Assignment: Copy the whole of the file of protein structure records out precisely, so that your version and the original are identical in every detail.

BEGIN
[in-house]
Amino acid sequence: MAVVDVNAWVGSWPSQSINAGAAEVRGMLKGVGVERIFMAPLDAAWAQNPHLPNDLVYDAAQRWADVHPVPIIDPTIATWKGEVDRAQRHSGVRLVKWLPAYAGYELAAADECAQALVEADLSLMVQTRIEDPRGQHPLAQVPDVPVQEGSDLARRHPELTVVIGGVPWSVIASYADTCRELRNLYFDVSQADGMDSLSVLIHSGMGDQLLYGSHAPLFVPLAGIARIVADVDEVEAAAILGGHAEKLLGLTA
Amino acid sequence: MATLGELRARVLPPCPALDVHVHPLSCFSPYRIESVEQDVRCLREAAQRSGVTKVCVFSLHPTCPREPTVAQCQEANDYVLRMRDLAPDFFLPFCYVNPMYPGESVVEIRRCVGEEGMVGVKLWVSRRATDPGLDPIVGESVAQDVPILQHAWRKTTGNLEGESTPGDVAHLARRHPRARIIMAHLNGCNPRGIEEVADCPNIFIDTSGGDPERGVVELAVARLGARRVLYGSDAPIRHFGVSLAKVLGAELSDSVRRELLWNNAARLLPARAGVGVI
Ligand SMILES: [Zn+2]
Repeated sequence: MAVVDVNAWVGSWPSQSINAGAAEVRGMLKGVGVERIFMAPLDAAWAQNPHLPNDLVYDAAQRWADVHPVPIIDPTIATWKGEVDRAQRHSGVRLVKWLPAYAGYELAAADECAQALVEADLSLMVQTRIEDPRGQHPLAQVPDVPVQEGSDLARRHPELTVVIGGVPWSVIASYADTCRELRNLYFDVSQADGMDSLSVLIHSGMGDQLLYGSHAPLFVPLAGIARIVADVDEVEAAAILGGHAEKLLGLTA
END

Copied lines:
[in-house]
Amino acid sequence: MAVVDVNAWVGSWPSQSINAGAAEVRGMLKGVGVERIFMAPLDAAWAQNPHLPNDLVYDAAQRWADVHPVPIIDPTIATWKGEVDRAQRHSGVRLVKWLPAYAGYELAAADECAQALVEADLSLMVQTRIEDPRGQHPLAQVPDVPVQEGSDLARRHPELTVVIGGVPWSVIASYADTCRELRNLYFDVSQADGMDSLSVLIHSGMGDQLLYGSHAPLFVPLAGIARIVADVDEVEAAAILGGHAEKLLGLTA
Amino acid sequence: MATLGELRARVLPPCPALDVHVHPLSCFSPYRIESVEQDVRCLREAAQRSGVTKVCVFSLHPTCPREPTVAQCQEANDYVLRMRDLAPDFFLPFCYVNPMYPGESVVEIRRCVGEEGMVGVKLWVSRRATDPGLDPIVGESVAQDVPILQHAWRKTTGNLEGESTPGDVAHLARRHPRARIIMAHLNGCNPRGIEEVADCPNIFIDTSGGDPERGVVELAVARLGARRVLYGSDAPIRHFGVSLAKVLGAELSDSVRRELLWNNAARLLPARAGVGVI
Ligand SMILES: [Zn+2]
Repeated sequence: MAVVDVNAWVGSWPSQSINAGAAEVRGMLKGVGVERIFMAPLDAAWAQNPHLPNDLVYDAAQRWADVHPVPIIDPTIATWKGEVDRAQRHSGVRLVKWLPAYAGYELAAADECAQALVEADLSLMVQTRIEDPRGQHPLAQVPDVPVQEGSDLARRHPELTVVIGGVPWSVIASYADTCRELRNLYFDVSQADGMDSLSVLIHSGMGDQLLYGSHAPLFVPLAGIARIVADVDEVEAAAILGGHAEKLLGLTA